Thursday, March 31, 2016 12:03 am
Getting into state and SIU jobs
Win a state interview with a complete, correct, relevant application
Embarking on the circuitous path to employment with two of Springfield’s largest employers, the state of Illinois and Southern Illinois University School of Medicine, is a challenge even in years when Illinois has a healthy budget. Both are still hiring, but in these days of the budget impasse it’s more important than ever to make sure your correct, complete application gets you in the door for an interview.
Both SIU and the state of Illinois provide important application and job opening details online.
SIU offers two helpful web pages of instructions, including questions and answers about the application, testing, interview and orientation process. Start here: http://www.siumed.edu/jobs/hireprocess.html.
The state offers a question-and-answer page at http://www.illinois.gov/sites/work/pages/exam_faq.aspx with links to openings, procedures and schedules, application locations for people without home Internet service, accommodations for people with disabilities, and much more.
SIU School of Medicine posts new jobs on Fridays at http://www.siumed.edu/jobs/ divided into faculty, administrative, research and civil service classifications. Select the job of interest, read the description and apply through their secure system. Complete your application before the following Friday.
Note that a job listing is not the same as a job opening. At SIU, only jobs listed as current openings for specific departments actually have start dates. Successful applications for “ongoing recruitment” are put into a group for consideration when a job becomes available. It’s the same for the state, where applicants can test for a much wider selection of jobs than is actually open and hiring immediately.
Visit http://www.illinois.gov/sites/work/Pages/default.aspx for state jobs lists by category, agency and county.
One Springfield resident spoke with us after completing his application for state employment. “It’s important to fill it out completely. If it asks for the complete address of the school you attended, put it in. And when you describe jobs you’ve had, list every skill and every task whether you think it fits exactly the position you want or not.”
He notes that it’s not a speedy process, even for a college graduate with good, solid work experience. “It takes longer than you might think. I spent a few hours completing the written sections and uploading the required documents, and then another few hours taking the written test. They allow three hours for the tests and it took all of it.”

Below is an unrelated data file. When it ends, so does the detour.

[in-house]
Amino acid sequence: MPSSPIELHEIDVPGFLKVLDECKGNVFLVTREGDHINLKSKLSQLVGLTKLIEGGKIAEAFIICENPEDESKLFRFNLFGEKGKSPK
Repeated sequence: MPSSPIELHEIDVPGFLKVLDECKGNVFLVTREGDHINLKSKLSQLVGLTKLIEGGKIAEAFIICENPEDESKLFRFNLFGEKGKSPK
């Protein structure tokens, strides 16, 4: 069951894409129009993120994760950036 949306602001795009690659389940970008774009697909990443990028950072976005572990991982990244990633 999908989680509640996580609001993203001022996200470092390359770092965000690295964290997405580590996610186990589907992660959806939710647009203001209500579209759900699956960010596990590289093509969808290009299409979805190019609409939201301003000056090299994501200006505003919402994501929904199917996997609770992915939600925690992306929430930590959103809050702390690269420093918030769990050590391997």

Of course, if you can word your skills and experience in a way that supports the requirements of the job you want, even better. Related volunteer experience may be counted as well.
From SIU’s “hireprocess” html site: “Our application form has been carefully designed to gather information we believe is necessary to determine whether or not an applicant appears to be a viable candidate for employment opportunities at SIU School of Medicine. Accordingly, we will be unable to process any application for which the instructions have not been followed.”
In short, an incomplete or incorrect application will be rejected. Be especially careful to present a continuous employment record and explain gaps of all lengths.
It takes time, but both SIU and the state systems will keep your application on file. All it takes to apply for another position is an application update.
Your successful application will get you in the door to test for jobs. The tests for Civil Service may include typing, math, basic office skills, data entry, proofreading and spelling, and more, depending on the position requirements.
At SIU, only applicants with the top three scores from the entire group are moved to the interview stage, but retesting is allowed and the HR testing staff is helpful and encouraging.
SIU and the state offer free job counseling. For information on improving your online application or navigating the application process, make an appointment to talk with a career counselor. SIU School of Medicine 217-545-0223, state of Illinois 217-524-1321.
Freelance writer and trainer DiAnne Crown is a frequent contributor to Illinois Times.